Start-up technology companies are seeking to challenge the construction, real estate, and property management sectors, and the proliferation of mobile technology has drastically changed consumer behaviour, creating a culture of ‘always online’ users.
ConTech is a phrase that has been coined to identify advanced construction technology. It broadly describes the intersection of construction and technology. ConTech is often used in conjunction with the term PropTech, which is derived from the words property and technology. This refers to emerging technology companies that are influencing and disrupting the property market.
- FinTech - a fairly universal term associated with finance and technology.
- RealTech - commonly used in the United States to cover real estate technology.
- CREtech - commercial real estate technology.
- Real EsTech - a European concept associated with entrepreneurial, start-up real estate technology.
PropTech is relatively well established in the real estate lexicon and is generally considered the umbrella concept for the terms associated with tech and other aspects of property management and construction. Initially, PropTech referred to buying, renting, selling, managing, designing and constructing residential and commercial properties. Now it is primarily associated with pre-construction activities (such as property sales and leasing issues) along with post-construction tasks (such as operations and maintenance).
By contrast, ConTech is now recognised in many circles as the term associated with the design and construction aspects of residential and commercial buildings. It is linked with pre-construction processes, including architecture and design, along with civil engineering and other tasks associated with the building phases of projects.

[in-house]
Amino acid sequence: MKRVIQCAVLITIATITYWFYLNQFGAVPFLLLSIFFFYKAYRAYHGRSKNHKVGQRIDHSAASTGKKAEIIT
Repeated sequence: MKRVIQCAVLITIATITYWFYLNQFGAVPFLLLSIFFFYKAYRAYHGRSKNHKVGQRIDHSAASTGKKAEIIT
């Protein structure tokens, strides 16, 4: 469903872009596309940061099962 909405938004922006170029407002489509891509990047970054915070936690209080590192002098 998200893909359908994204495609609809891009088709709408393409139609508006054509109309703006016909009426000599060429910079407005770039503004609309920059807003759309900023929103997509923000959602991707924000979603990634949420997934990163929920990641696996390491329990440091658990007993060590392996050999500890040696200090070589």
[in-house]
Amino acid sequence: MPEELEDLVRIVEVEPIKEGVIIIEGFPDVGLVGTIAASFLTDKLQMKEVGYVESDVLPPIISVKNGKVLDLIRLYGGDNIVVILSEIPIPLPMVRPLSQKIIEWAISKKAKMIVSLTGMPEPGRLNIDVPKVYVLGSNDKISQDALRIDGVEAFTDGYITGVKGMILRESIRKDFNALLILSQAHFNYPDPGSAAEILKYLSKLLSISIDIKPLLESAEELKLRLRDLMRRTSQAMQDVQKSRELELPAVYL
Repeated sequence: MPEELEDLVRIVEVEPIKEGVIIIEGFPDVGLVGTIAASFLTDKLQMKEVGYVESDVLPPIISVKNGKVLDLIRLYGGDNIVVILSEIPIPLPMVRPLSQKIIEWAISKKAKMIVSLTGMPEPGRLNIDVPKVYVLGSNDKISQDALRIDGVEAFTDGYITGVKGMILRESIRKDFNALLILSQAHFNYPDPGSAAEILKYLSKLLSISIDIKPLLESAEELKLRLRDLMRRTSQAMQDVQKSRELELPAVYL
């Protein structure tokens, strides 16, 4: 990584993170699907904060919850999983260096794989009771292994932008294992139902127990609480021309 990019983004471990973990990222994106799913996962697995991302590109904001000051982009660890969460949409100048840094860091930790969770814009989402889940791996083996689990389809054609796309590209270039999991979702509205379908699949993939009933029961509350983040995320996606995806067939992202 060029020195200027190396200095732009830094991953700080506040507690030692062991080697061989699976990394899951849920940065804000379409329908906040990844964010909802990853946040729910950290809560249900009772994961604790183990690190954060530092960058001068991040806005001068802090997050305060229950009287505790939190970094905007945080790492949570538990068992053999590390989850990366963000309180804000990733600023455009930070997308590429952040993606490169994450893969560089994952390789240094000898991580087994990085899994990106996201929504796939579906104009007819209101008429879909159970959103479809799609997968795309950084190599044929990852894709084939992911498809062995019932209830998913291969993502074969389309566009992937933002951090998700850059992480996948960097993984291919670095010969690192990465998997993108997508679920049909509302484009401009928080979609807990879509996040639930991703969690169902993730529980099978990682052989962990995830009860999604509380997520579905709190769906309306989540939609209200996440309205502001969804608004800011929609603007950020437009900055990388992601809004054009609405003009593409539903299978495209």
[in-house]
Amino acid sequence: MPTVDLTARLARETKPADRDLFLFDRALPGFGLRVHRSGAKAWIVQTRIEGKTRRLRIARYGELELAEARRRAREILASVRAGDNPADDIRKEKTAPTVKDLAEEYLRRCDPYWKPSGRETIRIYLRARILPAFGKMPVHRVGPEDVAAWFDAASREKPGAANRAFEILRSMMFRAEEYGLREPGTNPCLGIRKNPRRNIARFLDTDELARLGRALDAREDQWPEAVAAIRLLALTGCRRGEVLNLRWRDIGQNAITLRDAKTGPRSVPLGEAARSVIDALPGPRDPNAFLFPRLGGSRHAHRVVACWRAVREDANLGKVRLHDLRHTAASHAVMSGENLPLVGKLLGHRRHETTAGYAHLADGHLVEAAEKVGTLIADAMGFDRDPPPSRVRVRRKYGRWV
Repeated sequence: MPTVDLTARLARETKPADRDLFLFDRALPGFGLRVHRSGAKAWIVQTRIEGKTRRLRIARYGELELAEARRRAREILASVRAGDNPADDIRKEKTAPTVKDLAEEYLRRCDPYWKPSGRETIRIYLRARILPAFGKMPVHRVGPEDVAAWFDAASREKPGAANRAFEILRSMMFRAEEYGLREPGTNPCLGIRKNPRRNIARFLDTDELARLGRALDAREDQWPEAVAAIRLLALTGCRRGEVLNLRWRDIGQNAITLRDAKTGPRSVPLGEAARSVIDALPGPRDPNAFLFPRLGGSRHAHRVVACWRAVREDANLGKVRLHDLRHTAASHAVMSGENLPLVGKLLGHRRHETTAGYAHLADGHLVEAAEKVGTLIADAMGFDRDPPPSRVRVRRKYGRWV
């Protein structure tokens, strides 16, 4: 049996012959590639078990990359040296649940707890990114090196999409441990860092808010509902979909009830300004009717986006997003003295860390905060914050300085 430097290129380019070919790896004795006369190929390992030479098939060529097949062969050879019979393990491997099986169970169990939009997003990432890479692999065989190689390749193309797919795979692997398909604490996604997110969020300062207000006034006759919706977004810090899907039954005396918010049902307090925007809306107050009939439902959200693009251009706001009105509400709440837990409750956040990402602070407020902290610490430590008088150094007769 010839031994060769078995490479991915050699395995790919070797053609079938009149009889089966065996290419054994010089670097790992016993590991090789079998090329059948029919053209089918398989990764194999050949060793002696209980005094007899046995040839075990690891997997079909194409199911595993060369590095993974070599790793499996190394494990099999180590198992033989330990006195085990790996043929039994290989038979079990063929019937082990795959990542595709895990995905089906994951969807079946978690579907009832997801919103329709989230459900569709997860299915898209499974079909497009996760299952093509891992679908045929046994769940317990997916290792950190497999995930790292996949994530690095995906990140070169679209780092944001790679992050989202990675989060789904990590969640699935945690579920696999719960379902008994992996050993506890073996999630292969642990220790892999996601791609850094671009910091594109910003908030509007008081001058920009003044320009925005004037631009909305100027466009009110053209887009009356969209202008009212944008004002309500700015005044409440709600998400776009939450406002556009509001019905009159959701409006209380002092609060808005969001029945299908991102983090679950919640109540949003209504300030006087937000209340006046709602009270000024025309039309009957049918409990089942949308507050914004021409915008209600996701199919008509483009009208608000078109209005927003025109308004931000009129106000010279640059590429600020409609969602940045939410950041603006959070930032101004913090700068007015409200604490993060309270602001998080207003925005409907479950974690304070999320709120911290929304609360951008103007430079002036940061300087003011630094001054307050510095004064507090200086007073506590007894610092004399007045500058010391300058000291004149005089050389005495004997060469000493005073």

What does ConTech include?
As part of the construction vocabulary, ConTech is now established in its own right. The term can cover everything within the construction sector that is digitally connected. BIM (Building Information Modelling) is one process associated with ConTech, which also includes several others, including the following:
 Communications technology
While mobile phones and other portable communication devices have long been part of the construction environment, the latest construction software and apps can store and even transmit important documents such as drawings, documents and specifications for on-site components.
 Component design and manufacturing
One example of ConTech that has been in use for some time is 3D printing, which can create construction components or 'print' entire buildings. BIM can facilitate greater use of 3D printing and result in faster and more accurate bespoke items. It might also enable construction to be undertaken in harsh or dangerous environments not suitable for a human workforce. Offsite prefabrication of materials and building components can also be expedited through the use of 3D printing.
A form of advanced construction technology, robotics are being deployed in some building installation projects. They may also prove useful in handling repetitive motions or high vibration tasks that can lead to injuries in workers.
 Artificial intelligence (AI) and predictive analytics
AI-empowered autonomous equipment can navigate within its surroundings without human assistance. This type of equipment can survey a proposed construction site and create 3D maps and plans from the information it has gathered.
Predictive analytics can be used to identify risk and streamline construction workflow processes. This form of ConTech can use real-time and historical data as well as weather and environmental information to help construction companies use their equipment better. For example, construction firms can prevent unscheduled downtime or make machinery last longer while also improving equipment dispatching and planning.
Also known as unmanned aerial vehicles (UAV), drones are a form of ConTech that is well suited for site safety, security surveillance and general activity monitoring. They can give relatively easy access to large or difficult sites or to large, complex or tall structures. They can gather aerial data, mapping information and images that can be used for:
- Providing visual material for clients and other stakeholders.
- Mapping data across sites.
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